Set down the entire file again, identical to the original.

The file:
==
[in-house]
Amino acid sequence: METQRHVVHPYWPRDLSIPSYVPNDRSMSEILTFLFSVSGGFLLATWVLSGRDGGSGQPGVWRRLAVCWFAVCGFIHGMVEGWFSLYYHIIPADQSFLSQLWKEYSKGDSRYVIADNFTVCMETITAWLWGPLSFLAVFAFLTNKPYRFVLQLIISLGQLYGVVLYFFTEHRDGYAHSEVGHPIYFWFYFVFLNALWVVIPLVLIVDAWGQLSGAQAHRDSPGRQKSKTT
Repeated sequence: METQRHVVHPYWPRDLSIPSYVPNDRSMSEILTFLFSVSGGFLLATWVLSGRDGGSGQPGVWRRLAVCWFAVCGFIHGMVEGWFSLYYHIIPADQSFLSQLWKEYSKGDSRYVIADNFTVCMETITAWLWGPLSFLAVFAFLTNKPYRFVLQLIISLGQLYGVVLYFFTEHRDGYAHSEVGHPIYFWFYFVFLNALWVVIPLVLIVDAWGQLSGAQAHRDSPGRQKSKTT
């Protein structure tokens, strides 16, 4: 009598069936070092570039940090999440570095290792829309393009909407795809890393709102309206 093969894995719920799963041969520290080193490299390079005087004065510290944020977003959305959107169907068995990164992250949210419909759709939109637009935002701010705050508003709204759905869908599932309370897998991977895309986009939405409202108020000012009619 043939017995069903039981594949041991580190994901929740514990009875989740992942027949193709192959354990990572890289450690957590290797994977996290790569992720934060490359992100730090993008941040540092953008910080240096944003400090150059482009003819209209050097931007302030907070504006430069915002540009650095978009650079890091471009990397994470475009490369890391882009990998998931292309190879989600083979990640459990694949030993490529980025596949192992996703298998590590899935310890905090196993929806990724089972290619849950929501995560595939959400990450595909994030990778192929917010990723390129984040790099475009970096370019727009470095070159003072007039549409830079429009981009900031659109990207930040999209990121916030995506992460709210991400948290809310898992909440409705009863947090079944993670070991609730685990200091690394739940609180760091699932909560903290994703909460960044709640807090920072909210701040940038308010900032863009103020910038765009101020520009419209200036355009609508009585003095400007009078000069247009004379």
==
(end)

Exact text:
[in-house]
Amino acid sequence: METQRHVVHPYWPRDLSIPSYVPNDRSMSEILTFLFSVSGGFLLATWVLSGRDGGSGQPGVWRRLAVCWFAVCGFIHGMVEGWFSLYYHIIPADQSFLSQLWKEYSKGDSRYVIADNFTVCMETITAWLWGPLSFLAVFAFLTNKPYRFVLQLIISLGQLYGVVLYFFTEHRDGYAHSEVGHPIYFWFYFVFLNALWVVIPLVLIVDAWGQLSGAQAHRDSPGRQKSKTT
Repeated sequence: METQRHVVHPYWPRDLSIPSYVPNDRSMSEILTFLFSVSGGFLLATWVLSGRDGGSGQPGVWRRLAVCWFAVCGFIHGMVEGWFSLYYHIIPADQSFLSQLWKEYSKGDSRYVIADNFTVCMETITAWLWGPLSFLAVFAFLTNKPYRFVLQLIISLGQLYGVVLYFFTEHRDGYAHSEVGHPIYFWFYFVFLNALWVVIPLVLIVDAWGQLSGAQAHRDSPGRQKSKTT
């Protein structure tokens, strides 16, 4: 009598069936070092570039940090999440570095290792829309393009909407795809890393709102309206 093969894995719920799963041969520290080193490299390079005087004065510290944020977003959305959107169907068995990164992250949210419909759709939109637009935002701010705050508003709204759905869908599932309370897998991977895309986009939405409202108020000012009619 043939017995069903039981594949041991580190994901929740514990009875989740992942027949193709192959354990990572890289450690957590290797994977996290790569992720934060490359992100730090993008941040540092953008910080240096944003400090150059482009003819209209050097931007302030907070504006430069915002540009650095978009650079890091471009990397994470475009490369890391882009990998998931292309190879989600083979990640459990694949030993490529980025596949192992996703298998590590899935310890905090196993929806990724089972290619849950929501995560595939959400990450595909994030990778192929917010990723390129984040790099475009970096370019727009470095070159003072007039549409830079429009981009900031659109990207930040999209990121916030995506992460709210991400948290809310898992909440409705009863947090079944993670070991609730685990200091690394739940609180760091699932909560903290994703909460960044709640807090920072909210701040940038308010900032863009103020910038765009101020520009419209200036355009609508009585003095400007009078000069247009004379």